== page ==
In the Standard Model of particle physics, electrons belong to the group of subatomic particles called leptons, which are believed to be fundamental or elementary particles. Electrons have the lowest mass of any charged lepton (or electrically charged particle of any type) and belong to the first-generation of fundamental particles. The second and third generation contain charged leptons, the muon and the tau, which are identical to the electron in charge, spin and interactions, but are more massive. Leptons differ from the other basic constituent of matter, the quarks, by their lack of strong interaction. All members of the lepton group are fermions, because they all have half-odd integer spin; the electron has spin 1⁄2.
As with all particles, electrons can act as waves. This is called the wave–particle duality and can be demonstrated using the double-slit experiment. The wave-like nature of the electron allows it to pass through two parallel slits simultaneously, rather than just one slit as would be the case for a classical particle. In quantum mechanics, the wave-like property of one particle can be described mathematically as a complex-valued function, the wave function, commonly denoted by the Greek letter psi (ψ). When the absolute value of this function is squared, it gives the probability that a particle will be observed near a location—a probability density.
Electrons are identical particles because they cannot be distinguished from each other by their intrinsic physical properties. In quantum mechanics, this means that a pair of interacting electrons must be able to swap positions without an observable change to the state of the system. The wave function of fermions, including electrons, is antisymmetric, meaning that it changes sign when two electrons are swapped; that is, ψ(r1, r2) = −ψ(r2, r1), where the variables r1 and r2 correspond to the first and second electrons, respectively. Since the absolute value is not changed by a sign swap, this corresponds to equal probabilities. Bosons, such as the photon, have symmetric wave functions instead.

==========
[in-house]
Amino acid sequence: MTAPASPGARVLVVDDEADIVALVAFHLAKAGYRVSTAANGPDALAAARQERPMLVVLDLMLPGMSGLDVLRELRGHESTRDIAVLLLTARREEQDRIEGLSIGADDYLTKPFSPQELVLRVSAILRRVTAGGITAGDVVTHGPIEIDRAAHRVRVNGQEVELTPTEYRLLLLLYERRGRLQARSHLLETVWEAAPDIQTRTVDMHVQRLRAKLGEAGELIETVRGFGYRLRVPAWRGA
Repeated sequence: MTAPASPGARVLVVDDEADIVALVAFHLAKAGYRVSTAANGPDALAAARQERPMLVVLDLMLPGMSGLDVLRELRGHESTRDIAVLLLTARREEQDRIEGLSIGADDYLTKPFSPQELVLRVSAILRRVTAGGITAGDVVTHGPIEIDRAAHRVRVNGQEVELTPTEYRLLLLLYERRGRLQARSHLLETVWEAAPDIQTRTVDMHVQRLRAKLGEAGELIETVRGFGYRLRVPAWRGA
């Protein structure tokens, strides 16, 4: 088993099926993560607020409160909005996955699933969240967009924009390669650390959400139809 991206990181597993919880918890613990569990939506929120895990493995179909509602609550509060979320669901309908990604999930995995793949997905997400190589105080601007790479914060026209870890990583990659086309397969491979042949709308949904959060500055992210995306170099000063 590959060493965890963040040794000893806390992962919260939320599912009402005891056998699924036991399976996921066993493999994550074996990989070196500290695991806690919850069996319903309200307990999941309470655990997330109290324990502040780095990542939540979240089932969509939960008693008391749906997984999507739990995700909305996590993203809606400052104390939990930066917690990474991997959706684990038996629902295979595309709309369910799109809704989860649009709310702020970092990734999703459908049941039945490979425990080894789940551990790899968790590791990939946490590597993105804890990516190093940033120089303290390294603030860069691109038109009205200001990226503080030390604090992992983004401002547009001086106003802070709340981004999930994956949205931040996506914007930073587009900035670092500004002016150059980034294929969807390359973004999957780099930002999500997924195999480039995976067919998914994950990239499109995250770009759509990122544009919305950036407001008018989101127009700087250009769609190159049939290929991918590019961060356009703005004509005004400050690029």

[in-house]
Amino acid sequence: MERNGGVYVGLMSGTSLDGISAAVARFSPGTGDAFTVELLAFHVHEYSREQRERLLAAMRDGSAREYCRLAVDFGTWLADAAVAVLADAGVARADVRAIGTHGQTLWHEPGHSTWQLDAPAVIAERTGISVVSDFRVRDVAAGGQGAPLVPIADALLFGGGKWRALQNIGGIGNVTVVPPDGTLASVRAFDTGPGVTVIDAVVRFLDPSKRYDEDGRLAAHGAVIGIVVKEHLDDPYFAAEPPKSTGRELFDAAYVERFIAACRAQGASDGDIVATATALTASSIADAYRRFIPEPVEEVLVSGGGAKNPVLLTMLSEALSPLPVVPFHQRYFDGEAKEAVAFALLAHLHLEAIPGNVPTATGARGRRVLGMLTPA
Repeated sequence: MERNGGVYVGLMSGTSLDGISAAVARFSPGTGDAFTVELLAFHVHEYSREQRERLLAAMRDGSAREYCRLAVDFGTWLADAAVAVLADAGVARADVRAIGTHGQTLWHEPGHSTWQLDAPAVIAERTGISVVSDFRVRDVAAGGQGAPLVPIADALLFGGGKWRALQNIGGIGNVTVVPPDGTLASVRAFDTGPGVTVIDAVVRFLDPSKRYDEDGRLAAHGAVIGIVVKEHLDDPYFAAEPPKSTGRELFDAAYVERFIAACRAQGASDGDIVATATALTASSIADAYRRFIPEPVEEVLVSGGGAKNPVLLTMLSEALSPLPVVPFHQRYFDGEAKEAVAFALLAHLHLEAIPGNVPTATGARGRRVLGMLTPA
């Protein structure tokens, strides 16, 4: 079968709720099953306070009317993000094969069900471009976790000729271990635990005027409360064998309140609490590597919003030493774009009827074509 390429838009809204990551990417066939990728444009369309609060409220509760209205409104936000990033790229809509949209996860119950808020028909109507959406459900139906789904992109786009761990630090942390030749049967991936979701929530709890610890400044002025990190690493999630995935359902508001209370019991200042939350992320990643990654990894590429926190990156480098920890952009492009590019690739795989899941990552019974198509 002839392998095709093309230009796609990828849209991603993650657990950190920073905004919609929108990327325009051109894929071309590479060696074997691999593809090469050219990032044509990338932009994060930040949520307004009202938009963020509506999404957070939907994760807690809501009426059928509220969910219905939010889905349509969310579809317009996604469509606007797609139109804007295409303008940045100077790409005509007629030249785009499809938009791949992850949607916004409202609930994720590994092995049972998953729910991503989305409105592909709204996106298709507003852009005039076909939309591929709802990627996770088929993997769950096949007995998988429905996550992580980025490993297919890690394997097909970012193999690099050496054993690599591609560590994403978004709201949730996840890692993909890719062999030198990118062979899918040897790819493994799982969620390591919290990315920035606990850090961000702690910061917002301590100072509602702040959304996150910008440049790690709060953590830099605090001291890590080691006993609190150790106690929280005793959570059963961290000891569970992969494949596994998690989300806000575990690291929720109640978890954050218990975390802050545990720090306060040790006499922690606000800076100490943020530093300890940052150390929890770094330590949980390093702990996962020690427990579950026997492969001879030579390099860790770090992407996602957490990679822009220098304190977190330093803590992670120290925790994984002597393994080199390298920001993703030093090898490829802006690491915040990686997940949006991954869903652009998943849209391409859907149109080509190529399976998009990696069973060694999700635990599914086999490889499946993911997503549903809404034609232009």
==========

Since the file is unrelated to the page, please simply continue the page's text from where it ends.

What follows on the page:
In the case of antisymmetry, solutions of the wave equation for interacting electrons result in a zero probability that each pair will occupy the same location or state. This is responsible for the Pauli exclusion principle, which precludes any two electrons from occupying the same quantum state. This principle explains many of the properties of electrons. For example, it causes groups of bound electrons to occupy different orbitals in an atom, rather than all overlapping each other in the same orbit.
Physicists believe that empty space may be continually creating pairs of virtual particles, such as a positron and electron, which rapidly annihilate each other shortly thereafter.
While an electron–positron virtual pair is in existence, the coulomb force from the ambient electric field surrounding an electron causes a created positron to be attracted to the original electron, while a created electron experiences a repulsion. This causes what is called vacuum polarization. In effect, the vacuum behaves like a medium having a dielectric permittivity more than unity. Thus the effective charge of an electron is actually smaller than its true value, and the charge decreases with increasing distance from the electron. This polarization was confirmed experimentally in 1997 using the Japanese TRISTAN particle accelerator. Virtual particles cause a comparable shielding effect for the mass of the electron.
The interaction with virtual particles also explains the small (about 0.1%) deviation of the intrinsic magnetic moment of the electron from the Bohr magneton (the anomalous magnetic moment). The extraordinarily precise agreement of this predicted difference with the experimentally determined value is viewed as one of the great achievements of quantum electrodynamics.